Expose common app actions as shortcuts

Many operating systems support showing shortcut menus, or jump-list, when the user right-clicks or long-presses an app icon. For example, on Windows, right-clicking on any pinned program in the taskbar shows a list of program-specific actions and recently opened files:

The task bar in Windows, showing several pinned apps. The Firefox app icon was right-clicked, and the jump list is displayed, showing frequent tabs and common tasks

On Android, long-pressing an app icon also shows a list of common app actions:

The Android app launcher, showing an app icon that's been long-pressed. The shortcut menu is displayed, showing common actions

Progressive Web Apps (PWAs) can be installed on devices just like platform-native apps and, like their native counterparts, they can also define app shortcut menus to let users access common actions.

Shortcuts are only displayed by right-clicking or long-pressing the app icon, meaning they're only available once the PWA is installed on the user's device. To learn how to make your PWA installable, see making PWAs installable.

Why use shortcuts?

Defining shortcuts for your PWA can make users more productive by letting them access your app's main actions directly from their home screen. Additionally, defining shortcuts can help make your PWA feel more platform-native and therefore more familiar to your users.

Define shortcuts in the web app manifest

To define shortcuts for your PWA, use the shortcuts member of the web app manifest. This member is an array of objects defining each shortcut's name and URL, as well as the optional short name, description, and icons. For example, here's the web app manifest of a calendar app that defines two shortcuts:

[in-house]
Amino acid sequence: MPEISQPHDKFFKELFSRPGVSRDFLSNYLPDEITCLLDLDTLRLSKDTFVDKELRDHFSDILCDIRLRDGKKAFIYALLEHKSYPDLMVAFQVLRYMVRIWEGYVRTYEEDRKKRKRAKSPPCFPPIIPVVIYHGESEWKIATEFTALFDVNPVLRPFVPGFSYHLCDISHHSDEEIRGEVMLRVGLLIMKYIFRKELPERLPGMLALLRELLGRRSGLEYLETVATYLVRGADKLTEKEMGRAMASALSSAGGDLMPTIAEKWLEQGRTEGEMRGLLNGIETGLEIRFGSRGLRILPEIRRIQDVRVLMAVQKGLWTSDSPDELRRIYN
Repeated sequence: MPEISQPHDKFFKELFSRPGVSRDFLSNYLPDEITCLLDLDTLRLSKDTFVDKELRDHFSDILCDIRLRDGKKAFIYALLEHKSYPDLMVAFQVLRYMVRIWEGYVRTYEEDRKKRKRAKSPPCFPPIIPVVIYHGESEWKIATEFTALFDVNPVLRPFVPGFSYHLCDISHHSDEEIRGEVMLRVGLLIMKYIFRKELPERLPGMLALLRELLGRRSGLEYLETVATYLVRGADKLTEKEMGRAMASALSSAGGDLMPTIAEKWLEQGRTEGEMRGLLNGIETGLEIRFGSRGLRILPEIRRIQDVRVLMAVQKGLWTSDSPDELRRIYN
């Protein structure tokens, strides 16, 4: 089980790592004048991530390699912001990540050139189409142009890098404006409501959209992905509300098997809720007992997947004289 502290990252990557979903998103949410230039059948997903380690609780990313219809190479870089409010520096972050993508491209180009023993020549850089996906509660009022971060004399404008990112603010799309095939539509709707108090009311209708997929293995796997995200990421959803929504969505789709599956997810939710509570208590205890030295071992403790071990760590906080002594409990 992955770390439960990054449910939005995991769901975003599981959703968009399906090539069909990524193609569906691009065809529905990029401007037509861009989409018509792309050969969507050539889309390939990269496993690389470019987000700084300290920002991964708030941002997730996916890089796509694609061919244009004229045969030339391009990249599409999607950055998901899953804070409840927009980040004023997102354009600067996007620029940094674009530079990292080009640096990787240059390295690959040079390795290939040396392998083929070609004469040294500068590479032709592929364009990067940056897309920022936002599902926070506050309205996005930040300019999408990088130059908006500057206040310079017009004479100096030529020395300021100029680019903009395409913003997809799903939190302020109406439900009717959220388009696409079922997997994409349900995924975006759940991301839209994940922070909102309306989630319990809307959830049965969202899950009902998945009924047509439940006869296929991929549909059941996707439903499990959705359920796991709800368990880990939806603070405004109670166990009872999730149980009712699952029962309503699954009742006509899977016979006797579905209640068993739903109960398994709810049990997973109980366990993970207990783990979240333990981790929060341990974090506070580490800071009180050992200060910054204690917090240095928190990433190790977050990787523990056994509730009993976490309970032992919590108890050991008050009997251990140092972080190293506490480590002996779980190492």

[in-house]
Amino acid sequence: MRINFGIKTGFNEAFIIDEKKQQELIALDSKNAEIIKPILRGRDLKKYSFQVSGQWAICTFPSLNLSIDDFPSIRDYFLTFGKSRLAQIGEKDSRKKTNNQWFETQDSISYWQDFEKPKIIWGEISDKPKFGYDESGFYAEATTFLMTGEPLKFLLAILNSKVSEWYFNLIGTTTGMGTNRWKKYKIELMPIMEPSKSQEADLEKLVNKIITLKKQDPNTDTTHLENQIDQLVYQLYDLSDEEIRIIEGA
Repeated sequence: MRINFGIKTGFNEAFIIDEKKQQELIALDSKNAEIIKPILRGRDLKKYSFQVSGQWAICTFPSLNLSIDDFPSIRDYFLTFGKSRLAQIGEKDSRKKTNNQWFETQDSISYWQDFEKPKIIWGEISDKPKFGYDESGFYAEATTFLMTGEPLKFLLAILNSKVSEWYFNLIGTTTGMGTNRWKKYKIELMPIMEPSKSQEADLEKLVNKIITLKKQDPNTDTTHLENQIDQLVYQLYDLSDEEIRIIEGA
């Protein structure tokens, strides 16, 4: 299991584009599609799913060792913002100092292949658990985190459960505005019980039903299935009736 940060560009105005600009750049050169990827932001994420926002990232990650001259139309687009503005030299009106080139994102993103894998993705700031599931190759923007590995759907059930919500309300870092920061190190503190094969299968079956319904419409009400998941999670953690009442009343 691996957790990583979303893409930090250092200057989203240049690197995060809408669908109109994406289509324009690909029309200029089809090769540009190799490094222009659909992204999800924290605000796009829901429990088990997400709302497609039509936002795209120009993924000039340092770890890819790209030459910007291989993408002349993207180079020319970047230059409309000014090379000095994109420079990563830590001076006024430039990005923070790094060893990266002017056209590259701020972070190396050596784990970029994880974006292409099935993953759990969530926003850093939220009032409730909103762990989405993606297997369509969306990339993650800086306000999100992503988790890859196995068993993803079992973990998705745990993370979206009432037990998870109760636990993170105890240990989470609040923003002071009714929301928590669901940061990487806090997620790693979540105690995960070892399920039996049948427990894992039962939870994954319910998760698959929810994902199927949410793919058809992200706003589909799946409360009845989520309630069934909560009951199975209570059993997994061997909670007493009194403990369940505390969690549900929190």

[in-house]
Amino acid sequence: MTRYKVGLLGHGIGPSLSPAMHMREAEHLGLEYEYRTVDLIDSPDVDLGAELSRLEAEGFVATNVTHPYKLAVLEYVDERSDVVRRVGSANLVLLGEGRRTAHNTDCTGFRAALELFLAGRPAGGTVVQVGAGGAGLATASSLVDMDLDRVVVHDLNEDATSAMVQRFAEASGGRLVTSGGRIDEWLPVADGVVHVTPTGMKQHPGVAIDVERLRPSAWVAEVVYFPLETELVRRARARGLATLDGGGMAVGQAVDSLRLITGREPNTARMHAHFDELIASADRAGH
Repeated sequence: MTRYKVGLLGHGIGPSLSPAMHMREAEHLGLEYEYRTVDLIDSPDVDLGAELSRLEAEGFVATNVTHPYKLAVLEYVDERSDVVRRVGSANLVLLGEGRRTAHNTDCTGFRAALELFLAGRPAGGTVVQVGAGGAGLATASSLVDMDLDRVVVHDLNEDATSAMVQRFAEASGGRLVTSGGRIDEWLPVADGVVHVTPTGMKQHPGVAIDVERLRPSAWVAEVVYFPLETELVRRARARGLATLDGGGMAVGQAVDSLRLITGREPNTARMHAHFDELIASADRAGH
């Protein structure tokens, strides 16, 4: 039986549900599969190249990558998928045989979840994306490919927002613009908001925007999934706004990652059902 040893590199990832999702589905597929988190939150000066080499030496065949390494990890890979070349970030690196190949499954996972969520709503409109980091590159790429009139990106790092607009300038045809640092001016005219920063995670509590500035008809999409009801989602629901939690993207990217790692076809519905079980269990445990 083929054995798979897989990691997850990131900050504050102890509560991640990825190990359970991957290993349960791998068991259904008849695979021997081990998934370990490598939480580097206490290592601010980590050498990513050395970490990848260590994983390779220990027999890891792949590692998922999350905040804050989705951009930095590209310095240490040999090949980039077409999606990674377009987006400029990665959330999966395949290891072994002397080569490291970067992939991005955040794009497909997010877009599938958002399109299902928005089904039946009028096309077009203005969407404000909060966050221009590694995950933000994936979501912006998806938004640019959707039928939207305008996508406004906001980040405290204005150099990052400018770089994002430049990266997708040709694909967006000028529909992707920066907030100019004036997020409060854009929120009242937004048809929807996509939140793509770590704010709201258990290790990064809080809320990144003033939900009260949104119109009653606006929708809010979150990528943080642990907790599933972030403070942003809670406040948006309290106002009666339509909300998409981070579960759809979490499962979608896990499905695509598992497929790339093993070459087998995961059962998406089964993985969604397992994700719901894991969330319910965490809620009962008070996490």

"name": "Calendar",
  "start_url": "/",
  "display": "standalone",
  "icons": [
      "src": "images/icon-256.png",
      "sizes": "256x256",
      "type": "image/png"
  "shortcuts": [
      "name": "New event",
      "url": "/new-event"
      "name": "View today's events",
      "url": "/today"

The most important properties of each shortcut object are:


The name of the shortcut, which is displayed in the shortcut menu. Make sure to keep it short but also descriptive enough to let users know what the shortcut does.


The URL to launch the PWA with when the user selects the shortcut. This URL can be absolute, in which case it should exist within the scope of the web app manifest. The URL can also be relative, in which case it's resolved relative to the PWA's start URL.

All other shortcut object properties are optional, but you should consider providing them to make the shortcut more useful to users:


A short name for the shortcut, which is displayed when there's not enough space to display the full name.


A description of the shortcut. This string can be accessed by assistive technologies, such as screen readers, to help users understand what the shortcut does.


An array of image objects to display in the shortcut menu. Each image object is processed just like the icons member of the web app manifest, and can be used to provide different-sized icons for different device requirements.

See also